3 items from 2007
14 September 2007 | The Hollywood Reporter - Movie News | See recent The Hollywood Reporter - Movie News news »
Here's something crazy: It's going to be difficult for Sunday's 59th Primetime Emmy Awards to top last weekend's Creative Arts Emmy extravaganza that found Kathy Griffin managing to use Christ's name in vain during an acceptance speech and Elaine Stritch declaring, "I'm a recovering alcoholic, a riddled diabetic and I've got laryngitis -- but I just won an Emmy!"
Indeed, Tony Soprano has nothing on Griffin, whose outstanding reality series triumph for her Bravo series My Life on the D-List inspired her to utter remarks that are being censored from Saturday night's taped telecast on E! even though a Saturday Night Live parody tune titled "Dick in a Box" earned its own Emmy the same night.
By contrast, decorum is expected to carry the night Sunday at the Shrine Auditorium -- along with 15-time nominee The Sopranos. It would, to be sure, prove a monumental upset were the iconic HBO mob hour somehow to be denied the statuette for outstanding drama series in its much-hyped swan song campaign.
However, if these confounding awards have taught us anything, it's that the Emmys are rarely anyone's rubber stamp. Were a long shot to derail the Sopranos coronation, it would prove on a par with Michael Chiklis' shocking victory in 2002 as lead drama series actor for FX's The Shield. This, despite the fact a victory would make Sopranos the first drama in 30 years -- since PBS' Upstairs, Downstairs in 1977 -- to win in the category in its final season.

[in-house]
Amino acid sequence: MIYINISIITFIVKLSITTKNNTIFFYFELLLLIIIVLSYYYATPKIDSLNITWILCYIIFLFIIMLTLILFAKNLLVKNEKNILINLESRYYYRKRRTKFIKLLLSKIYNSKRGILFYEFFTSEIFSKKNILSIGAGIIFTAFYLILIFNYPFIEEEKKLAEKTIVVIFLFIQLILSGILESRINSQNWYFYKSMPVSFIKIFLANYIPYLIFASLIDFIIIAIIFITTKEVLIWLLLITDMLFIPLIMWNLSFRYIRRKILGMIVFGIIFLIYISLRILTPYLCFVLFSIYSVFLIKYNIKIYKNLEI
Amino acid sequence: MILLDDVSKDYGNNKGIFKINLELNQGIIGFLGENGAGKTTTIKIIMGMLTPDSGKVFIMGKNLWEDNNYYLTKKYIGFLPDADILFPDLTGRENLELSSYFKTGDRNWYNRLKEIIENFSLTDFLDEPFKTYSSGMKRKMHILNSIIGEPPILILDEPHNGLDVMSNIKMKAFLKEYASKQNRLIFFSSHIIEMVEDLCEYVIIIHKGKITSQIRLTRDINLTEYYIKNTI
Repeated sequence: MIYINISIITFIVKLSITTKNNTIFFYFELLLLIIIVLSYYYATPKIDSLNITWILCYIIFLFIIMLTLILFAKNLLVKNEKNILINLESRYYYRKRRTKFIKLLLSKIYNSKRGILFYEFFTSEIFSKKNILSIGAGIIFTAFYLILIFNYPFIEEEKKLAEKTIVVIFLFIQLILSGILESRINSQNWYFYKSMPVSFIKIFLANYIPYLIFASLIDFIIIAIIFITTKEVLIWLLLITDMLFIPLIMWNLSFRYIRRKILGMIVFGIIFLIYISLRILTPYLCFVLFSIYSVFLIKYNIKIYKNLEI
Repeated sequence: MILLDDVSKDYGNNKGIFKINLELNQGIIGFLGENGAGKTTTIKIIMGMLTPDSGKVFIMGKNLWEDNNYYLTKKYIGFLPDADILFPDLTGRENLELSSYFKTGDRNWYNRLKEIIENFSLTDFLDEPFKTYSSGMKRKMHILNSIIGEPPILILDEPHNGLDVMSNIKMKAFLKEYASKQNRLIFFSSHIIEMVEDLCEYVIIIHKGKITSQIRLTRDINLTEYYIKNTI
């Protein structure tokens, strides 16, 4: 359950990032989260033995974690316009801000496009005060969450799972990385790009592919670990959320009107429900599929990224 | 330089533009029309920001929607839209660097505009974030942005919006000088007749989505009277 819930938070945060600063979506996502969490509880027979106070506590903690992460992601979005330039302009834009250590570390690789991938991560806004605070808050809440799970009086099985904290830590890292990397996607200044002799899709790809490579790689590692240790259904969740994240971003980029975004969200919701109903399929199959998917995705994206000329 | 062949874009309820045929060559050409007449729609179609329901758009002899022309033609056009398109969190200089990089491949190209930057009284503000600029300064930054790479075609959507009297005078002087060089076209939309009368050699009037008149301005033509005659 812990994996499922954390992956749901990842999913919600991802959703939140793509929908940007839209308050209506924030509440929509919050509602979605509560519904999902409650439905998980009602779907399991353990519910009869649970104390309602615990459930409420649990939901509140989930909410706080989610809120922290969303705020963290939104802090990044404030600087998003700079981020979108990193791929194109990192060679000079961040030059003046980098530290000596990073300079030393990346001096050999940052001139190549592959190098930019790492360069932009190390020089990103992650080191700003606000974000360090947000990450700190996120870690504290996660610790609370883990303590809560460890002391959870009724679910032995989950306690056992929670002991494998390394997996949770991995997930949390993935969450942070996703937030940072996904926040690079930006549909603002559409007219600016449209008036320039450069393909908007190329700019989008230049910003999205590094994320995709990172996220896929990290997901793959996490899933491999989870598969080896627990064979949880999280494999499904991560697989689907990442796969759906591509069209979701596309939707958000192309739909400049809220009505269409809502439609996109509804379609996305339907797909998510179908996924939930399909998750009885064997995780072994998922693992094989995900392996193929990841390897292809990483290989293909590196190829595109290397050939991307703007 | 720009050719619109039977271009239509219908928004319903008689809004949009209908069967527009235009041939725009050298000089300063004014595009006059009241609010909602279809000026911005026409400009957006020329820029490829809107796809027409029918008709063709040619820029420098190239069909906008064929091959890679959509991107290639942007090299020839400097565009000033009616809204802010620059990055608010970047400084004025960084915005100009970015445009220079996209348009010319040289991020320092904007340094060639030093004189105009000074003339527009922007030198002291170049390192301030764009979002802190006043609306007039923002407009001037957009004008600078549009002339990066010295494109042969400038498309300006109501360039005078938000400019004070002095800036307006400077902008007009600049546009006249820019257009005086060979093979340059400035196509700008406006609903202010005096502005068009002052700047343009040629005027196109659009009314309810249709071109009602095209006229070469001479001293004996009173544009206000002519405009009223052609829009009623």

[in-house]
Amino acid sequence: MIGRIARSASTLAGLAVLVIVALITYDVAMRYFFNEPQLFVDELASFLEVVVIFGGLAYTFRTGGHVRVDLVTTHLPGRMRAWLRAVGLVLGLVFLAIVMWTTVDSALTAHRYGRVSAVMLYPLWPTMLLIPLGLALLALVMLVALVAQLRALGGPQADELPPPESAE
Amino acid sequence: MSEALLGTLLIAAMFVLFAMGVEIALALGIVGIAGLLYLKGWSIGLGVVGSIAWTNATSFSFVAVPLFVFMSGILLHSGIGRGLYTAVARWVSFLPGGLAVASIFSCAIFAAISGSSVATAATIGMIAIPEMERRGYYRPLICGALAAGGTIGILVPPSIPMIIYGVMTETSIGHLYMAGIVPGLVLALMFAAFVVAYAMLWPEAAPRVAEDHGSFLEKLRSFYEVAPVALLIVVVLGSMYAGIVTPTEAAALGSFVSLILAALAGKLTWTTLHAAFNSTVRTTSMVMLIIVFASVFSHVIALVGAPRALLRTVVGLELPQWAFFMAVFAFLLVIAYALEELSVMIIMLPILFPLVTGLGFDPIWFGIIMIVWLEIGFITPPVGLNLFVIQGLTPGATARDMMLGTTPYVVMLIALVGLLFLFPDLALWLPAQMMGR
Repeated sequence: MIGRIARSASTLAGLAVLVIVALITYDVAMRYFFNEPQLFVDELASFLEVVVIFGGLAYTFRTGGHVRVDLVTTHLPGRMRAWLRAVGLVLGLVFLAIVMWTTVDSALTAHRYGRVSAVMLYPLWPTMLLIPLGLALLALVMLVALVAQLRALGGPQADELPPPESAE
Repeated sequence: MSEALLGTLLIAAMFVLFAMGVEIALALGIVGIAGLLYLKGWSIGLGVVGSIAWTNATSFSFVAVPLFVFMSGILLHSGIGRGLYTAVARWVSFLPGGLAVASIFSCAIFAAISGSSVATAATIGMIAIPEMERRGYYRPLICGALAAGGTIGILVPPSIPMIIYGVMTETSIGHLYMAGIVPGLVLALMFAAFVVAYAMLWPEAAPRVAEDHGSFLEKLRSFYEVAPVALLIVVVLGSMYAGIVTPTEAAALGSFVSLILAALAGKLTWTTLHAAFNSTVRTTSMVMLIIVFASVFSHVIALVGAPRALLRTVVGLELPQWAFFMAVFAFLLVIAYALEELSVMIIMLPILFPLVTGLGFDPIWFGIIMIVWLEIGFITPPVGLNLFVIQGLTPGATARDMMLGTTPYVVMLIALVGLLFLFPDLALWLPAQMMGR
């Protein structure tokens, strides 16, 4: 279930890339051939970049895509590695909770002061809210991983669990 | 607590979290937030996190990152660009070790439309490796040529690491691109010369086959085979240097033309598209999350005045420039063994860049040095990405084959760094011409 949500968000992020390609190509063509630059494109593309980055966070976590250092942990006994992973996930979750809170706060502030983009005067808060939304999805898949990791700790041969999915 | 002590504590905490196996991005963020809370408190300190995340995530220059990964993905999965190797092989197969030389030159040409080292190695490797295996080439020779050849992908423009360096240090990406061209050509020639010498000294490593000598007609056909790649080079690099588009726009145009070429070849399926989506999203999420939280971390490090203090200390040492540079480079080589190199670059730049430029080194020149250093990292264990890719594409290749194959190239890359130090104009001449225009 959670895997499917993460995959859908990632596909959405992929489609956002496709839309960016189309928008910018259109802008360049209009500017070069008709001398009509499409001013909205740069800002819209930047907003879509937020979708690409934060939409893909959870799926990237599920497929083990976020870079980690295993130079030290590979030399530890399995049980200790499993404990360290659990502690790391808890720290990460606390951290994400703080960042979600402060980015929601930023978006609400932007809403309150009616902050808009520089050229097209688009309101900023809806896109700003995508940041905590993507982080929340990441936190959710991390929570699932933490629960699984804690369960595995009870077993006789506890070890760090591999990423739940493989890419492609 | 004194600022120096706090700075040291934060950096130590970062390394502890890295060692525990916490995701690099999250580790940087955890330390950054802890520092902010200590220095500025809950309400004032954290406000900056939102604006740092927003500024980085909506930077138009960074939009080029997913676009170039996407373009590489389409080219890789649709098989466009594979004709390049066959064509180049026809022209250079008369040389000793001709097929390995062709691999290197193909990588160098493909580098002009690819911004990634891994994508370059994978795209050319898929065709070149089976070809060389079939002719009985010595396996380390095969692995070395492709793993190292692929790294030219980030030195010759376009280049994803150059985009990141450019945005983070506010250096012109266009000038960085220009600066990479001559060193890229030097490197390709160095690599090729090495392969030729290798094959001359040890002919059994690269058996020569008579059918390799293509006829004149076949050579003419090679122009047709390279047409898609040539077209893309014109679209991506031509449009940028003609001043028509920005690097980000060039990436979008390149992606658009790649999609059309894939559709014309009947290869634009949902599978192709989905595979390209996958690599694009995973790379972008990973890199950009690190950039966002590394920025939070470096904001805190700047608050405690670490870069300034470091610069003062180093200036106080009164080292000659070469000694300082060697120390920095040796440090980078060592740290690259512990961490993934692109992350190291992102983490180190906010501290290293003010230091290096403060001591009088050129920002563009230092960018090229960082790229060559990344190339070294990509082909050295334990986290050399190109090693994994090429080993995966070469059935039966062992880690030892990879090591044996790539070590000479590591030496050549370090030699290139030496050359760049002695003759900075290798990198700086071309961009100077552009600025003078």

The race looks to be significantly more wide open for top comedy series, where there is no true heavy favorite and a case can be made for each of the five nominees. »
Win or lose, The Sopranos is ending on an Emmy high note.
Its 15 nominations not only leads the pack among all series this year but also represents the highest total a series has ever nabbed in its final season.
The Emmys have a mixed track record when it comes to letting acclaimed programs go out on top. As recently as 2005, the comedy series Everybody Loves Raymond capped its closing season with a healthy 13 nominations and went on to win in the series category.
But it's a different story on the drama side, where a Sopranos win would mark the first final-season winner in 30 years. That distinction belongs to Upstairs, Downstairs, the British series that ran on PBS' Masterpiece Theatre and collected the last of its three wins in that category in 1977.
Some of TV's most legendary dramas have had trouble maintaining their momentum by Emmy standards. After a storied Emmy career, four-time best-series winner The West Wing faded to six nominations in 2006. Among other four-time winners, Hill Street Blues had just three nominations in 1987, and L.A. Law eked out just one in 1994.
Sopranos spread its nomination haul across a variety of categories, including two apiece in editing and writing. »
British actor Gareth Hunt has died of pancreatic cancer at his home in Redhill, southern England. He was 65. Hunt is best known for playing Mike Gambit in 1970s TV show The New Avengers alongside Patrick Macnee and Joanna Lumley. He also starred in UK television shows Doctor Who, Upstairs Downstairs and Eastenders. In a statement, Hunt's agent says, "He fought the disease with great courage and through his strength of character and his wonderful sense of humor he continued to work right up until the end of 2006." Hunt is survived by his wife Amanda and three sons. »
3 items from 2007
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